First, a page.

We found that a primary difference between innovation INSIDE a company versus OUTSIDE a company is the implications of failure. If you are inside a company, you feel you can always go back to your “normal” job if things don’t work out. If you are an entrepreneur who has bet it all, you operate with a sense of urgency, and perhaps desperation, which cannot be duplicated in a cozy corporate environment.

    To solve the problem, the CEO cut innovation teams off from the rest of the company — actually re-located them to a warehouse or something — and acted as a VC for the venture instead of a boss. This seemed to create the entrepreurial urgency that was lacking in a more informal skunkworks.

    • Mark, I think what you’re describing is a true skunkworks team. How did it work at Veriphone? The Harvard Business Review articles I read said that model can’t and doesn’t work because it’s putting people in a box and telling them to be brilliant. But I agree with you that, until you have some skin in the game, you don’t take a lot of risk. It’s certainly true with me. It wasn’t until I was fighting to make payroll that I had to figure out a new way of doing things.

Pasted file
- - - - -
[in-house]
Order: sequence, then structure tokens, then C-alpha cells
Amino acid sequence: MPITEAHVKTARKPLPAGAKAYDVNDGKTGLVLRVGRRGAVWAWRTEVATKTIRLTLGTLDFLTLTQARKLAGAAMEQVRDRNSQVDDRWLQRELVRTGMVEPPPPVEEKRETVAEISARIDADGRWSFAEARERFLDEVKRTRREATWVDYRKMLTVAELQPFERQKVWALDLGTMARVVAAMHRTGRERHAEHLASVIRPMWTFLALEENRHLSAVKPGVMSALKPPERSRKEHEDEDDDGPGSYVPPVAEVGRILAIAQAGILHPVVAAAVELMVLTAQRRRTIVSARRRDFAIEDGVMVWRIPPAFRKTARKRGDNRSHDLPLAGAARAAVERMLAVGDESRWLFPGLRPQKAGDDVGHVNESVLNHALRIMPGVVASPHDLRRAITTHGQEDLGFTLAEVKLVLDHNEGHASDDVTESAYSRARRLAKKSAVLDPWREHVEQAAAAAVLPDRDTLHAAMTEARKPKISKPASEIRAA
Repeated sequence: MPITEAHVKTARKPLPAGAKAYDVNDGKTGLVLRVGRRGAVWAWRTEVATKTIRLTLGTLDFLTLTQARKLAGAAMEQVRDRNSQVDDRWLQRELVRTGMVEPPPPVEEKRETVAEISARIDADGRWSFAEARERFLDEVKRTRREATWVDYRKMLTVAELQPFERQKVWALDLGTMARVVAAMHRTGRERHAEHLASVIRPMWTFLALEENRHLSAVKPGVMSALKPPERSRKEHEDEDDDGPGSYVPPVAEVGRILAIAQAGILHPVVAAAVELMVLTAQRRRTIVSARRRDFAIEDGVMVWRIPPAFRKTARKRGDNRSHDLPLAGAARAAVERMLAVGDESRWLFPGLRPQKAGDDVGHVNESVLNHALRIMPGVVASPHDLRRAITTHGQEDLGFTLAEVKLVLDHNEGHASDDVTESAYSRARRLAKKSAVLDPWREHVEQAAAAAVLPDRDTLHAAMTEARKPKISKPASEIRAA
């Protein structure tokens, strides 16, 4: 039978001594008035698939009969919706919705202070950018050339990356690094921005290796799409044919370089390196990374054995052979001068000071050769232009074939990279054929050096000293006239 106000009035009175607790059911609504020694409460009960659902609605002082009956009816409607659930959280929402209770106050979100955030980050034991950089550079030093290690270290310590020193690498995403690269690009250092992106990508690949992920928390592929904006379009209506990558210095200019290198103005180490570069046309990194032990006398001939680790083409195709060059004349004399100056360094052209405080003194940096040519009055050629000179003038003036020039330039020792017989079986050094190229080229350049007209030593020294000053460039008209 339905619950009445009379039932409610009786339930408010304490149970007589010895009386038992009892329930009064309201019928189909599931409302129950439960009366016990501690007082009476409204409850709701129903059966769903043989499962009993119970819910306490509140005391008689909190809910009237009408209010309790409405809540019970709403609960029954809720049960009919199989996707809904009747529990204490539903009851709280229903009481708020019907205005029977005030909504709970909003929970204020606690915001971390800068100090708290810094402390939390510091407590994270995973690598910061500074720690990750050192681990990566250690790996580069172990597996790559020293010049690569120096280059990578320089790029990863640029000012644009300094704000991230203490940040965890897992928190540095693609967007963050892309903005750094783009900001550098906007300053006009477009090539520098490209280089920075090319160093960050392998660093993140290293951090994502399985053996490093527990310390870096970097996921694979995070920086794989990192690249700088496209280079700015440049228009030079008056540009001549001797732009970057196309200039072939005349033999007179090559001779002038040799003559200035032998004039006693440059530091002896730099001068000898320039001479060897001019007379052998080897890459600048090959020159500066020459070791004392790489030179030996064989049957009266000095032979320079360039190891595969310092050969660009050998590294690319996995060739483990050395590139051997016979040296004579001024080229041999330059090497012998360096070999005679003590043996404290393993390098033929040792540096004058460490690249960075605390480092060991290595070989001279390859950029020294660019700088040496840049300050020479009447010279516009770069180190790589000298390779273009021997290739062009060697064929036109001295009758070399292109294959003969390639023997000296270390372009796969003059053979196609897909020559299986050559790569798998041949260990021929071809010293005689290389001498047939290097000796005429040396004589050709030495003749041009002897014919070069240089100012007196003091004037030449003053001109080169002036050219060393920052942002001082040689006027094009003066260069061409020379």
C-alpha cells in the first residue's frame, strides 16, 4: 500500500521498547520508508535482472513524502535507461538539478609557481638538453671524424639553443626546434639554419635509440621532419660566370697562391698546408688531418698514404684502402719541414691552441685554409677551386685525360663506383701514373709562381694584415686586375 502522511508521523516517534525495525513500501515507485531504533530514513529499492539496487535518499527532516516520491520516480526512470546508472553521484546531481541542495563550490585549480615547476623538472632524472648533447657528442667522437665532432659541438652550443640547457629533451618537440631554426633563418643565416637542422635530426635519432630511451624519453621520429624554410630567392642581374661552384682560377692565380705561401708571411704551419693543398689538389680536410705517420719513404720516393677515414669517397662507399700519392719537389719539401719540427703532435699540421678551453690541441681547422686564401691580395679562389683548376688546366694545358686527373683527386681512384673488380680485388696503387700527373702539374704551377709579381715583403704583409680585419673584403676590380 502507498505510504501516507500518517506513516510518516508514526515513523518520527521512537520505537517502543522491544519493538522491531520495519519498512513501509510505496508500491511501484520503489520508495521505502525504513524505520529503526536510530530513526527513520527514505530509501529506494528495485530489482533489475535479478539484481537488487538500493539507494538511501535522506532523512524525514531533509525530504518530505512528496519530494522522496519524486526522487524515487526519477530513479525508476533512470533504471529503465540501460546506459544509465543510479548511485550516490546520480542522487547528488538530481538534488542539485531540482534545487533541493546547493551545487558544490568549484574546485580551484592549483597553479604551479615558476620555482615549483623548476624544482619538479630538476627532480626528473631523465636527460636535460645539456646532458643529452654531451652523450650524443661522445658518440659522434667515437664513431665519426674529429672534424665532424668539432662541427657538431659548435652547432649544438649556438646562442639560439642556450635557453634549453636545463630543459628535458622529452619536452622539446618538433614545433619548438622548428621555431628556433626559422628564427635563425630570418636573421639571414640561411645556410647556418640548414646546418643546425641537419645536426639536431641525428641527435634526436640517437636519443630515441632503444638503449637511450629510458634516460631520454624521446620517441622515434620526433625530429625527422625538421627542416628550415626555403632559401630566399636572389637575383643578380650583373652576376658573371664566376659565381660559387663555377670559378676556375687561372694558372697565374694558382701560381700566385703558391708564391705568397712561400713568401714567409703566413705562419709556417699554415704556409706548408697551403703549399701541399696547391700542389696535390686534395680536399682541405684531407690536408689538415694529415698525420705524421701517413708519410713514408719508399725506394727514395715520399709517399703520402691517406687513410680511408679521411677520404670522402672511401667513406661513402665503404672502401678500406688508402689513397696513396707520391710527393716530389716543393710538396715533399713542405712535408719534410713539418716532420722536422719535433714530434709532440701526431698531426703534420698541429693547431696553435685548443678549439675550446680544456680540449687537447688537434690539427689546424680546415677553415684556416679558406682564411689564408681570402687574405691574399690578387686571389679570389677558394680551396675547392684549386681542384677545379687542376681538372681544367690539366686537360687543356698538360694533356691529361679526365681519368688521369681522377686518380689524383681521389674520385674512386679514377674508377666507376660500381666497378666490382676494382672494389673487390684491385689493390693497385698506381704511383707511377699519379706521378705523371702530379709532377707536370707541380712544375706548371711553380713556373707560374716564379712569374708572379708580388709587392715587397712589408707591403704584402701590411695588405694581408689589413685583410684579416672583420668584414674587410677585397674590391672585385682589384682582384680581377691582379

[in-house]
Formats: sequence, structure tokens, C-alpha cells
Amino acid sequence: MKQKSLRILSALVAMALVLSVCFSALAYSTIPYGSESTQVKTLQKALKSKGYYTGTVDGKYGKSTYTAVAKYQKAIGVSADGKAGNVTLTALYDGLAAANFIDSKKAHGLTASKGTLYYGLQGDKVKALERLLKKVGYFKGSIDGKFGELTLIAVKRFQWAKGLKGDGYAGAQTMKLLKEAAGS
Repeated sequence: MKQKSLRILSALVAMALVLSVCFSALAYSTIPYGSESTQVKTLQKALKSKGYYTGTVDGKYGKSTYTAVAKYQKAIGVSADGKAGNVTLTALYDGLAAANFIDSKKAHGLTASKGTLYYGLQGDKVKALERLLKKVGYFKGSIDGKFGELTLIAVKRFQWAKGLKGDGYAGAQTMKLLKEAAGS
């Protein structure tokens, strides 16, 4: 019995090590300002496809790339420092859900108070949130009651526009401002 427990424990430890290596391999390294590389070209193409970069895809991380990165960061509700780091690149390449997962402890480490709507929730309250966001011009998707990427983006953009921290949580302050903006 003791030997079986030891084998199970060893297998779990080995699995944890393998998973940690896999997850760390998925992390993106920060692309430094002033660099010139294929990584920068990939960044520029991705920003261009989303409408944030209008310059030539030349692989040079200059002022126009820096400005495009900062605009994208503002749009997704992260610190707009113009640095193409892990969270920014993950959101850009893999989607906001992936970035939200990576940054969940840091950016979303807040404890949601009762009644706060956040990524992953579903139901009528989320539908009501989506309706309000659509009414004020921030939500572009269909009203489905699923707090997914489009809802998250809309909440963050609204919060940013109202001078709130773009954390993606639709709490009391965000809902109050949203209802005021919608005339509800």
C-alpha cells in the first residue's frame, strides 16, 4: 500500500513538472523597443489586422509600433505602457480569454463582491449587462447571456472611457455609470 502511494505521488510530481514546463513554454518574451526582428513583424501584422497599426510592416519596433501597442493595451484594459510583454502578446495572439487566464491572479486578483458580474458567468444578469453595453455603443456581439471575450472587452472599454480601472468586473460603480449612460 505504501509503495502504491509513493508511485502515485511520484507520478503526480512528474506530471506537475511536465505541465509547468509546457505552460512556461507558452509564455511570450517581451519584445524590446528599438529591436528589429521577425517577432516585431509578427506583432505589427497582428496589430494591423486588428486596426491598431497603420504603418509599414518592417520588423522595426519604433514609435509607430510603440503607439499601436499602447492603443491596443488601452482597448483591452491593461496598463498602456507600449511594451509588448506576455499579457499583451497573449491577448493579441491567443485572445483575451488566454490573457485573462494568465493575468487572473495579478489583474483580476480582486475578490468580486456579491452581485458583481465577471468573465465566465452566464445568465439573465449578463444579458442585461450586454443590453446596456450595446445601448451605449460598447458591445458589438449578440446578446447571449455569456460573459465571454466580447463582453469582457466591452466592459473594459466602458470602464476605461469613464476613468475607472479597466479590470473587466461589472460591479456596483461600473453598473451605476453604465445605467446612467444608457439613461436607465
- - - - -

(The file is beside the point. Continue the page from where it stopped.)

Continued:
• P.S. The world’s best book on institutionalizing innovation is “Entrepreneurship and Innovation” by Peter Drucker.

  • Hi Gini!

    In my experience, you need three key elements for creatively driven inspiration to thrive:

    1. All players must be awake, engaged, and fully aware of the end goal.

    2. The players must be situated in an environment conducive to the safe and enthusiastic sharing of ideas.

    3. Removing barriers represented by conflicting agendas must be willingly entertained and/or acted upon.

    I think it must be a dynamic experience to serve on your team. Keep racing the wind!

    • Deb Bruser ( JoyFull_deb)

      Sally….you #ROCK !!!

      • Sally, dang. Now I know why staff meetings are so long. No one is awake at 9 a.m. on Mondays! 🙂